Dorothy Edwards was another author who featured largely in my childhood reading. She wrote a series of books about My Naughty Little Sister. I loved My Naughty Little Sister passionately and read all the books time and time again, saving my tattered, falling apart copies and reading them to my own children until they finally gave up the ghost and we had to buy new copies.


Even when I was a child the My Naughty Little Sister stories were old fashioned, much like the Milly Molly Mandy stories I also loved by Joyce Lankester Brisley. I didn’t ever think of them as old fashioned, even though there were no cars, and all the money  is in shillings, and there are hundreds of other mentions of a daily life that was as foreign to me when I was a child as it would be to a modern reader.  It didn’t matter. This was part of the charm of the stories, and looking back I think I saw them as magical, as magical as Narnia, certainly, and in some ways more pleasing because the magic of these stories was such that they could be easily replicated by me.

I loved the every day nature of the things that happened in the books. I liked to imagine myself doing them, and would beg my mother to find a way to make the things I liked the best actually happen. In one of the My Naughty Little Sister stories, she wants to have curly hair, and endures having her hair put in tightly knotted rags overnight so she can have corkscrew curls. I made my mother do it for me, and endured the most excruciating night’s sleep for my pains, putting up with it so I too could have the solemn wonder of poking my hair through the newly minted ringlets the next day.

I admit that I never read A Strong and Willing Girl as a child. I never knew it existed until this year when I found a copy in a charity shop. I was delighted to pick it up, and although it does not have the same whimsical charm as My Naughty Little Sister, it is a very good read, particularly if you are interested in social history.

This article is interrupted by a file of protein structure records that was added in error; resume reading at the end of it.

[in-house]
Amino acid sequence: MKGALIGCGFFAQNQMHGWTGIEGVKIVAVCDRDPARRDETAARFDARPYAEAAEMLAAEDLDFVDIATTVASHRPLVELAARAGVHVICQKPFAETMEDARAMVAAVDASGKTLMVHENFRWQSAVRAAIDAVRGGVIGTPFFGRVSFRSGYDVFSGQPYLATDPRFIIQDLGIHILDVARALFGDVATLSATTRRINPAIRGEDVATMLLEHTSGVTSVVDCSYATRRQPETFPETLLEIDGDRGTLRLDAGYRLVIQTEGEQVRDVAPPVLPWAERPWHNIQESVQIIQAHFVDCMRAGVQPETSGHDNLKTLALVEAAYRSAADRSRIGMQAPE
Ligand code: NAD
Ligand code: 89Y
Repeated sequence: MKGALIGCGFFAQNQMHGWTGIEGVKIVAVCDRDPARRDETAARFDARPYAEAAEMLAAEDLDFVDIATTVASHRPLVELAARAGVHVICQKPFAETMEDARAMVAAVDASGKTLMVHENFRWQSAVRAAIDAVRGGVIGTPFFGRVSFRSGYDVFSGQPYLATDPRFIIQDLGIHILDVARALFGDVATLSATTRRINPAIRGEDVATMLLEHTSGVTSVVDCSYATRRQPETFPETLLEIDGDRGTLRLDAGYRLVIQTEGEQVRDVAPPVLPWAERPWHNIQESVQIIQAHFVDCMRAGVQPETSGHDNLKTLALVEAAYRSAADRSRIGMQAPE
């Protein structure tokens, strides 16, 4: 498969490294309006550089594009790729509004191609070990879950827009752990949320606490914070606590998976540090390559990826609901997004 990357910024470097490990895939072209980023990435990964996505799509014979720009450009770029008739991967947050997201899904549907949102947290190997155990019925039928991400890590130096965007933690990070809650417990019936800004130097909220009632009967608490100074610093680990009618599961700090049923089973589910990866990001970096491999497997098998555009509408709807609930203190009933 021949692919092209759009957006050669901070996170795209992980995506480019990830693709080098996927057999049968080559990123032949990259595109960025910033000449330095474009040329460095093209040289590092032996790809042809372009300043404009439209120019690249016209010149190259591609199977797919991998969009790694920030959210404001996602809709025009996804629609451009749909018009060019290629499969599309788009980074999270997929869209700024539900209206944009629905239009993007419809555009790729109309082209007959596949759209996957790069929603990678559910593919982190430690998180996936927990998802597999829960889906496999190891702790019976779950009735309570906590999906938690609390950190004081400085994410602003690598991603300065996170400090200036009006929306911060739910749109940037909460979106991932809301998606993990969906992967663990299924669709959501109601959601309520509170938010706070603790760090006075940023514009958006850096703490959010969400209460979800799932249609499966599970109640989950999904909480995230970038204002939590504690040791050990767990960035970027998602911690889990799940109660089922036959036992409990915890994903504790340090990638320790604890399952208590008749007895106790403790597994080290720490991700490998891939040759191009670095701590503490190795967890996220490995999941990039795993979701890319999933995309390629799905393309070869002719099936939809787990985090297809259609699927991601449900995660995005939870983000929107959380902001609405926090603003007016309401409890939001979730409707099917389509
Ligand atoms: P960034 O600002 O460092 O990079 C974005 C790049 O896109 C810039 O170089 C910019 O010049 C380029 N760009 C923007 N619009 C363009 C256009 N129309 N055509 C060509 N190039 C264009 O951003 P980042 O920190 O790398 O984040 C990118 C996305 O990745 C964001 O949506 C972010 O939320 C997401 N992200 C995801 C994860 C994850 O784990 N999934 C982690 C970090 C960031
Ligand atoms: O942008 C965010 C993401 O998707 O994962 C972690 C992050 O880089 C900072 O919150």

It is based on Dorothy Edward’s memories of her aunt’s time in service when she was a girl. The girl, Nan, is not the kind of servant that works in a large, wealthy household, rather the book is made up of reminiscences of working for different people at different periods in her life, and gives you an interesting cross section of the more middle class areas of society.

The narrator, Nan, is lively and interesting, and each chapter pulls out a different aspect or particular event of her time in service and makes it the focal point. It does read rather like a collection of short stories rather than a whole narrative, but that is also how Edwards wrote the My Naughty Little Sister stories. It worked better there than here I have to say, where the last story, which is a bit of a heart wrencher, kind of ends in a trailing off sort of way and not with any sense of finality, or words about what happened to Nan afterwards.

I did enjoy this, but I think it will be harder for children to enjoy than the My Naughty Little Sister stories. These stories are not as lively or mischievous and there is less to identify with here. I would recommend them for girls aged 7-10. I would think it might work best in school if a class is doing a topic on the Victorians as it does give a sense of a child’s place in the world of work at that time, and has some interesting things to say about how children were expected to grow up more quickly, poverty, and child labour in particular. It has a preface by Jacqueline Wilson, who is a big fan of the book, and if you’re a fan of her Hetty Feather series you can see where maybe she got the germ of the idea from.